McCabe lake basin has an other-worldly, high country feel, not unlike say the Hitchcock lakes below Mt. Whitney.



The climb up to Conness Pass had three sections: steep...



...very steep...



...and not quite so steep.



Despite the steepness, we were soon at the top of the pass.



Even with a bigger search party, we failed to locate the Conness Pass boundary marker. We didn't spend a lot of time searching--the terrain was open and flat enough that any tall rock pile that the surveyors built next to the marker should have stood out, but there were no signs of any such pile. It was also getting late, and we still had several hours to hike--and a long drive home.

There are numerous routes back down to Secret Lake; we choose the direct assault route.



It had a few exposed sections and one minor tricky bit to descend.



Secret Lake was just as nice in the evening light.



The final march to the car was uneventful; the temperatures were mild and the setting sun enhanced the colorfulness of the terrain.



In the distance we could see some tall clouds, but above us was only clear, blue sky.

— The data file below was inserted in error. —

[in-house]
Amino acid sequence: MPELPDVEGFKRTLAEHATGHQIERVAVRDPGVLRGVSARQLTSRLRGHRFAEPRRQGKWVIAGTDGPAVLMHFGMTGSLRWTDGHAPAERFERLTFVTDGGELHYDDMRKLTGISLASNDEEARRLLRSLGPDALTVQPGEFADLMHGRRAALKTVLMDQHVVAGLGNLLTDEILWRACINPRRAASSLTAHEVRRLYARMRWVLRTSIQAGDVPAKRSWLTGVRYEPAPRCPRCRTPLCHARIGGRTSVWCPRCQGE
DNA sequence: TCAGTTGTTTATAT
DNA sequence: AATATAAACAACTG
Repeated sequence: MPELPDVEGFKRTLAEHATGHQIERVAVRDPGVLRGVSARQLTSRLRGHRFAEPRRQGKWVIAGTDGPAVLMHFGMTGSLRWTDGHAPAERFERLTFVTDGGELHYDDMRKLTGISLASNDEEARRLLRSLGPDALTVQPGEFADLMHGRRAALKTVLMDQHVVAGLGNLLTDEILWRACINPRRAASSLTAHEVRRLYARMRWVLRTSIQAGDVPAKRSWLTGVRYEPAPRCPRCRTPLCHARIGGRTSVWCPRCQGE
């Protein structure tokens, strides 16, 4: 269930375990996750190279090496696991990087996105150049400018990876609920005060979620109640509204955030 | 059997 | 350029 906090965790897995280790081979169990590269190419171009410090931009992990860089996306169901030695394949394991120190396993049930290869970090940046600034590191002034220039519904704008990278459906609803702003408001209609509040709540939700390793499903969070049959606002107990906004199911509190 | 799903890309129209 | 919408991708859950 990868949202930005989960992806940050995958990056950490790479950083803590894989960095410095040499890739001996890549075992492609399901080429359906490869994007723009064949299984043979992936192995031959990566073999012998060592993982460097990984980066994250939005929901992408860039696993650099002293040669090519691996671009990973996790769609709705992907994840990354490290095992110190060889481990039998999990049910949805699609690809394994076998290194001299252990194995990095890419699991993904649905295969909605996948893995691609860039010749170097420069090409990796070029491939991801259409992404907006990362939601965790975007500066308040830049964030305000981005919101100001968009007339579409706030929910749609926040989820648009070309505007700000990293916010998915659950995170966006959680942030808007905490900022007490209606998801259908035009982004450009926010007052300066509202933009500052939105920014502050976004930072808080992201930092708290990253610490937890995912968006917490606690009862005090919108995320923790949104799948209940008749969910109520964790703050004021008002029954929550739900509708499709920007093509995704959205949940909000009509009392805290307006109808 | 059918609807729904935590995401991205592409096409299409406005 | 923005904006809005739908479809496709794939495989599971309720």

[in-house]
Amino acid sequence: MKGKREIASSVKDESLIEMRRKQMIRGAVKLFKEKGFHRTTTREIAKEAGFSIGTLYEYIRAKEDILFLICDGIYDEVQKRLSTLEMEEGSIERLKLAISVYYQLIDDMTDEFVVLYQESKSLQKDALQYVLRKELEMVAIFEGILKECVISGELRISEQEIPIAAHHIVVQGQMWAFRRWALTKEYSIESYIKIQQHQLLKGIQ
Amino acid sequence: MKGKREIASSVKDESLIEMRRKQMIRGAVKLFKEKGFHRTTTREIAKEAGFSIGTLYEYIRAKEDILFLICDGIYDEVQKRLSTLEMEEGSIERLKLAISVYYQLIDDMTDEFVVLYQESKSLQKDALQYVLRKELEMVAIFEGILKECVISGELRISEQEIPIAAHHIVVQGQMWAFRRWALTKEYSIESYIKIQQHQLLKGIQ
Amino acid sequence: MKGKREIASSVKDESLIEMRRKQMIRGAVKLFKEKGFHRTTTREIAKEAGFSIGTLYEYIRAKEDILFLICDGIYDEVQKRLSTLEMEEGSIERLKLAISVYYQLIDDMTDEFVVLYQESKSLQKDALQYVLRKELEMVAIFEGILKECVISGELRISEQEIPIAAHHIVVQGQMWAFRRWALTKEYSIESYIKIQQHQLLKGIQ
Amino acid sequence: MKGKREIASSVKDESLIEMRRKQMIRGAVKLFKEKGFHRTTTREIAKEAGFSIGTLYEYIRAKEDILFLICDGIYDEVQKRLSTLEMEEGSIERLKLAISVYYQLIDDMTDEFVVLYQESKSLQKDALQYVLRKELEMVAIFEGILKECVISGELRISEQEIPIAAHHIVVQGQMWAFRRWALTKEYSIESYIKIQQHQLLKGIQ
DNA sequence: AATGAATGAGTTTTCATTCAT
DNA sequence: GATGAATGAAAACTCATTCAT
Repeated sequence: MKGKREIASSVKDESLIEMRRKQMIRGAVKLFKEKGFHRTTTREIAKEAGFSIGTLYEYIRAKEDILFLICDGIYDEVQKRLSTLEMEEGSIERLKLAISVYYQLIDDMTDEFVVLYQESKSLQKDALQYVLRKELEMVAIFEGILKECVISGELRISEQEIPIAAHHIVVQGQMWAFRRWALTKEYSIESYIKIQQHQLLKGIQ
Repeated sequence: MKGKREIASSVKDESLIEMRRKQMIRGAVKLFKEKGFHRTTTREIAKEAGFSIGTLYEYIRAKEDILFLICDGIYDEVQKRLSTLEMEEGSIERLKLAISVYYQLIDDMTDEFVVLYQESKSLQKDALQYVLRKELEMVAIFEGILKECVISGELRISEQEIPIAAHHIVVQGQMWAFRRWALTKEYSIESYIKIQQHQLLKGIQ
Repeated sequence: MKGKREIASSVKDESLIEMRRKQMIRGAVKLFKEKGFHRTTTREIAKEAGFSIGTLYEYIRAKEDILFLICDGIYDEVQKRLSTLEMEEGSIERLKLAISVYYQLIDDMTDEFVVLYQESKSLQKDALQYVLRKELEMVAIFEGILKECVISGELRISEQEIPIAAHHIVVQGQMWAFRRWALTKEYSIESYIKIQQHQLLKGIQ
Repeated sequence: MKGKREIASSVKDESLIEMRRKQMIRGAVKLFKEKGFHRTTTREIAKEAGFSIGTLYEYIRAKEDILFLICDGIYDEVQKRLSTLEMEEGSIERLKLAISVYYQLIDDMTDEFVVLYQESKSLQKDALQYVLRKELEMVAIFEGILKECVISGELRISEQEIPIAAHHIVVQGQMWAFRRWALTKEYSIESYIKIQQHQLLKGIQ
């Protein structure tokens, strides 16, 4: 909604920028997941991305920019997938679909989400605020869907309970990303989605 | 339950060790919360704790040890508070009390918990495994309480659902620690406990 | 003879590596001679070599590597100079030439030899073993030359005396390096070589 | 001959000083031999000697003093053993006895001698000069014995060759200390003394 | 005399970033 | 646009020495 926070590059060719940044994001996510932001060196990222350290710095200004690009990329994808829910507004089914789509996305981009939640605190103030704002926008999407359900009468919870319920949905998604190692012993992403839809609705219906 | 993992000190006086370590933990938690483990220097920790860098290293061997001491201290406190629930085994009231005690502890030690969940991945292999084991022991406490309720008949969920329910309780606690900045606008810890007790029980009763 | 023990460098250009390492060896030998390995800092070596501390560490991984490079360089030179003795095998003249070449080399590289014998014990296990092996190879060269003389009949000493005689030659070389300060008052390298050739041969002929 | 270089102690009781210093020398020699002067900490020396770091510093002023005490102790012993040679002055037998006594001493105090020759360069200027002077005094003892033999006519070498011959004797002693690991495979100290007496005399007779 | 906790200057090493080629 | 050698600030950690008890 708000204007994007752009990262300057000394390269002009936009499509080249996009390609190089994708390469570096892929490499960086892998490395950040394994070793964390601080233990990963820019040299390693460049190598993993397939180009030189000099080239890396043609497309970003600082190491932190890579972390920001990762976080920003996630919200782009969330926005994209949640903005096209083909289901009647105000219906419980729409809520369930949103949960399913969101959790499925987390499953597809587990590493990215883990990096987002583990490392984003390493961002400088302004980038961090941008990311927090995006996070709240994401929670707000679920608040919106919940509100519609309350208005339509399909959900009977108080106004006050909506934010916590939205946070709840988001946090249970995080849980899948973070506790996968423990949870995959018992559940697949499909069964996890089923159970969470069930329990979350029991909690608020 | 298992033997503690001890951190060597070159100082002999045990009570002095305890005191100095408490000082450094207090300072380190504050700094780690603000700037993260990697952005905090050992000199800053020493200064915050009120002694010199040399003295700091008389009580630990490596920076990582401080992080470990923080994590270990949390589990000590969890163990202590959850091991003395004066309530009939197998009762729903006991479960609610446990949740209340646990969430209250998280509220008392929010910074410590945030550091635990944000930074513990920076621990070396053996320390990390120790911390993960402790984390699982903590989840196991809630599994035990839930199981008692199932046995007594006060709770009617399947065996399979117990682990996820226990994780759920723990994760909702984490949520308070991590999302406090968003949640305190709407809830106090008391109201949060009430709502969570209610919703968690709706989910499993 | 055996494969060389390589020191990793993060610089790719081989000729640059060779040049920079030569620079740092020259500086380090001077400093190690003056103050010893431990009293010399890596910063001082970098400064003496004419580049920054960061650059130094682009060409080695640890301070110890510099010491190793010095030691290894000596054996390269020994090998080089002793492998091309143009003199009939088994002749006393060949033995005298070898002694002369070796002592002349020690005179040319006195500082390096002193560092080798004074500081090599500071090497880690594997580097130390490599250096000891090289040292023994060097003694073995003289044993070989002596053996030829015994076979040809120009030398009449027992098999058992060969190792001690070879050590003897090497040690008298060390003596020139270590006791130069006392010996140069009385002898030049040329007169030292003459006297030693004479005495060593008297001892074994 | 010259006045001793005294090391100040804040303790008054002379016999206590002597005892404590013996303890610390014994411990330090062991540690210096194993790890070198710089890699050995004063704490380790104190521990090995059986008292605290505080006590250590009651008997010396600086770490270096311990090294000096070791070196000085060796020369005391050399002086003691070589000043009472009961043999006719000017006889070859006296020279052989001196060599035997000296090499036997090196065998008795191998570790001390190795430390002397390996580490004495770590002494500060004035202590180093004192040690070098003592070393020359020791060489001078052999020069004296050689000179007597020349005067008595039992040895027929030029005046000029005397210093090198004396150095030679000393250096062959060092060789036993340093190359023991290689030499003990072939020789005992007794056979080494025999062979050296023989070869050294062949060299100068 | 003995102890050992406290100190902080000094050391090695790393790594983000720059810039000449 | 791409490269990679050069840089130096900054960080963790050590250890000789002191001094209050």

The trailhead was in shadow as we arrived.



We still needed to get dinner and the other car. We would not make it home until early Monday morning. It was a full weekend--one with no regrets!





More Pictures
Re: Soldiering On
August 06, 2015 08:53PM
Another amazing trip! Thanks for the share!

-Kevin
Re: Soldiering On
August 07, 2015 08:34AM
Thank you for this great trip report, enjoyed the pictures a ton.. so many lakes, wow!
avatar Re: Soldiering On
August 07, 2015 09:56AM
Excellent! Thanks for the pix!
avatar Re: Soldiering On
August 07, 2015 06:01PM
I had the same views recently from Secret Pass and Upper McCabe. Great to see what lies beyond north of Shepherd Crest.
Re: Soldiering On
August 08, 2015 10:44AM
Thanks for sharing your trip - great pictures. We got hit by heavy hail in Tuolumne Meadows on Aug 1 in the mid afternoon. Thankfully we were in our car at the time and was not hiking in it.
avatar Re: Soldiering On
August 15, 2015 12:29PM
Thanks for the trip report.
Jim
avatar Re: Soldiering On
August 15, 2015 04:43PM
Quote
tomdisco

Thanks for the trip report.
Jim

You're ALIVE!!!

Glad to have you back, Jim. You've been away from this board too long!

.
avatar Re: Soldiering On
August 17, 2015 12:21PM
Quote
plawrence
Quote
tomdisco

Thanks for the trip report.
Jim

You're ALIVE!!!

Glad to have you back, Jim. You've been away from this board too long!

.

I'm an alien with an unusual hibernation period.
Jim